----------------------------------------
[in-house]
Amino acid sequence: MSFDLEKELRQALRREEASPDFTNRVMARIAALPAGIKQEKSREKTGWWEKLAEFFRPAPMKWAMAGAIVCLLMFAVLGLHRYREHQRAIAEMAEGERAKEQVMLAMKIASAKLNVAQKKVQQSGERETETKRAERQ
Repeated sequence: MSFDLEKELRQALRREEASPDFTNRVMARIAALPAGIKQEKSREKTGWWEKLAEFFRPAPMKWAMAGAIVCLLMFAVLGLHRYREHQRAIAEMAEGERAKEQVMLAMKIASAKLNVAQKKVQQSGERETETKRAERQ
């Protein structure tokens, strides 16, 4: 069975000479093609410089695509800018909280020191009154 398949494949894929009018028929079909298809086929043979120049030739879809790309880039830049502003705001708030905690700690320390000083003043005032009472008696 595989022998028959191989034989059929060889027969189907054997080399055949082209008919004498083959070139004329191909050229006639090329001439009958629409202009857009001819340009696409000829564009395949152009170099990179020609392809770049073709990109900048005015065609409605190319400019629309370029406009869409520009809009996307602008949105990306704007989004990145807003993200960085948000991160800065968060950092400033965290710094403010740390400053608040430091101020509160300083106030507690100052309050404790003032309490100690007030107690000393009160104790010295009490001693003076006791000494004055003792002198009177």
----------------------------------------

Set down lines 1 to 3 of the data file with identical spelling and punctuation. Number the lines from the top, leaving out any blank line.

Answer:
[in-house]
Amino acid sequence: MSFDLEKELRQALRREEASPDFTNRVMARIAALPAGIKQEKSREKTGWWEKLAEFFRPAPMKWAMAGAIVCLLMFAVLGLHRYREHQRAIAEMAEGERAKEQVMLAMKIASAKLNVAQKKVQQSGERETETKRAERQ
Repeated sequence: MSFDLEKELRQALRREEASPDFTNRVMARIAALPAGIKQEKSREKTGWWEKLAEFFRPAPMKWAMAGAIVCLLMFAVLGLHRYREHQRAIAEMAEGERAKEQVMLAMKIASAKLNVAQKKVQQSGERETETKRAERQ